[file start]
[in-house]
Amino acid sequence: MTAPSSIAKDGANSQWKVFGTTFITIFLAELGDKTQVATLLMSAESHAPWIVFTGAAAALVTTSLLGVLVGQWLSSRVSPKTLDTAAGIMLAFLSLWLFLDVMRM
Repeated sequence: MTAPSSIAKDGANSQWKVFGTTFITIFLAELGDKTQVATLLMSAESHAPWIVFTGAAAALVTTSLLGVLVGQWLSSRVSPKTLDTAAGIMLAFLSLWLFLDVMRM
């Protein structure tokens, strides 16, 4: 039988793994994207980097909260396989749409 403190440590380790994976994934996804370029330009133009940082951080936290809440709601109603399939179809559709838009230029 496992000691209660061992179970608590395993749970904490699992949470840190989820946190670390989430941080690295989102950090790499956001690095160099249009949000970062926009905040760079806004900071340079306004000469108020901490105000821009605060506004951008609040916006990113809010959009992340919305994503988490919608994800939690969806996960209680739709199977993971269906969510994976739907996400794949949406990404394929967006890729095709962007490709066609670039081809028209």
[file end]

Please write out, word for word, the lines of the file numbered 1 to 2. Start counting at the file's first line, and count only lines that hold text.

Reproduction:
[in-house]
Amino acid sequence: MTAPSSIAKDGANSQWKVFGTTFITIFLAELGDKTQVATLLMSAESHAPWIVFTGAAAALVTTSLLGVLVGQWLSSRVSPKTLDTAAGIMLAFLSLWLFLDVMRM